Saturday, May 29, 2010

Code Syntax Highlighting

notesI have a blog posting on this issue last year. I have really enjoyed to practice those steps to highlight my codes in blog. There are two issues I still don't feel good: first, the HTML codes generated from VIM are not-CSS. The embedded color styles make my blog HTML hard to read and edit. The size of my blog is much bigger even it is not a big deal.

The second issue is that I like change my code background color to black so that it is easy and comfortable for eyes. The white background color is too bright and contrast. It consumes more energy, I think, for the terminal as well. So I think it is time to make change to my code syntax highlighting HTML codes.

Fortunately, I found that VIM has an option for TOhtml command to convert to HTML with CSS classes. The command is very simple:

:let html_use_css=1

The result of TOhtml will be HTML with style css classes defined in header part and all the syntax highlight HTML codes are based on span with class.

The next step is that I have to update my style css classes in my blogger. Two groups of css classes I have to include in my blog header section. It is easy to do since Blogger provides Edit HTML in blog settings. The first group is css classes in my div section as a box for codes. Based on the previous div, I added additional divs with additional background color and text color settings:

color: #cccccc;
background-color: #000000;

The second group of css files are those generated by VIM in HTML header section. I think VIM use generic css class names for codes. For example, the following are some generated by TOhtml command for Objective-C code:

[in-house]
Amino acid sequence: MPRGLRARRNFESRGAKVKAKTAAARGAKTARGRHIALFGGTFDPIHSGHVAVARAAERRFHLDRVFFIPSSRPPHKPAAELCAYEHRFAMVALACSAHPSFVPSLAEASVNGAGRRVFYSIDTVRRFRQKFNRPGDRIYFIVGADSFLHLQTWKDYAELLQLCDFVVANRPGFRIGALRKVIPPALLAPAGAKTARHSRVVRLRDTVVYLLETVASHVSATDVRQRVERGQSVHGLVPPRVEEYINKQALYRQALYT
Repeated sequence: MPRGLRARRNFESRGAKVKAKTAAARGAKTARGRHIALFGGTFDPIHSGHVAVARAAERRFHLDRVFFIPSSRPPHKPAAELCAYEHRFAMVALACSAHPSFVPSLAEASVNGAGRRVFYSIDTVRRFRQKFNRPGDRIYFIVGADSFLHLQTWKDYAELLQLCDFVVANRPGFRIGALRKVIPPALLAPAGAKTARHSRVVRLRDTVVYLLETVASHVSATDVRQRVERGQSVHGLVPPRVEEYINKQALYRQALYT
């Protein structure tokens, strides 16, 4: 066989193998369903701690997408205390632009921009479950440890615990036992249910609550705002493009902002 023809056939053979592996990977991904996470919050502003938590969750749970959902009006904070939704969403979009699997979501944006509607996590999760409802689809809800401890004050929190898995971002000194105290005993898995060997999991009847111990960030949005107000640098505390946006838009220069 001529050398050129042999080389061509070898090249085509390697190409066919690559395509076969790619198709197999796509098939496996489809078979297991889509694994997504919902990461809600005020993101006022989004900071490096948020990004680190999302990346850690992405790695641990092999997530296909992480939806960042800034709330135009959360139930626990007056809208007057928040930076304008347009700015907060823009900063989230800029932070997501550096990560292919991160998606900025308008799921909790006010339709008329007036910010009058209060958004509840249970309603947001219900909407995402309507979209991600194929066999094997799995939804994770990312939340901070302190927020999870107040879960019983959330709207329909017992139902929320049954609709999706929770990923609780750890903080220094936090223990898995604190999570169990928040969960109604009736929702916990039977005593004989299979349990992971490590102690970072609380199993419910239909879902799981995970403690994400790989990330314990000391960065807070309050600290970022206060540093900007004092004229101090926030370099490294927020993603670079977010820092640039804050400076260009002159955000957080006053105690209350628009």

<style type="text/css">
.Comment { color: #80a0ff; }
.Statement { color: #fbf204; }
.Special { color: #fb8000; }
.Identifier { color: #40ffff; }
.Type { color: #60ff60; }

For C#, SQL or other languages, the syntax color scheme may be different, but the class names are almost the same. That's the advantage of css.

With above changes, now my codes are and will be in new syntax highlighted colors, and my blog will be much easy to read and maintain.


Sunday, May 23, 2010

MyLogger Class in Objective-C (1)

Objective-C is new for me. In the past weeks, I have been working on my first iPhone application. This has been quite interesting and rewarding experience. Since I have been doing development in in .Net for many years, I always compare Objective-C to .Net, or try to find out something similar in Objective-C like ones I have used in .Net. Recently, I found some classes in System.Diagnostics namespace are quite useful, especially Debug class. I can use it to print debug information in my classes and I can use indent feature to net messages in a nice indented structure. All the debug strings are displayed in Visual Studio's output panel. I don't not need to worry about all those debug print codes since in the released mode, they will not work.

In Xcode, there is similar feature available. It is NSLog(), which is a Cocoa foundation function.

This function can be used to print out debug messages in the same way as Debug.Print() in .Net. However, NSLog() is only a C-like function, therefore, there is no other features you can alter the behaviour of its output, as far I know about it. Therefore, I need a wrapper class for NSLog().

I found a very nice blog by Objectuser: A Single Class Logger in Objective C. This is very close to what I want, except for indention. Based on the class, I created my logger class: MyLogger. Here is the header of the class:

#define kLogLevelDebug 1
#define kLogLevelWarning 2
#define kLogLevelError 3
#define kLogLevelInfo 4
#define kLogLevelNone 100

@interface MyLogger : NSObject {
  int mLevel;
  NSString* mContext;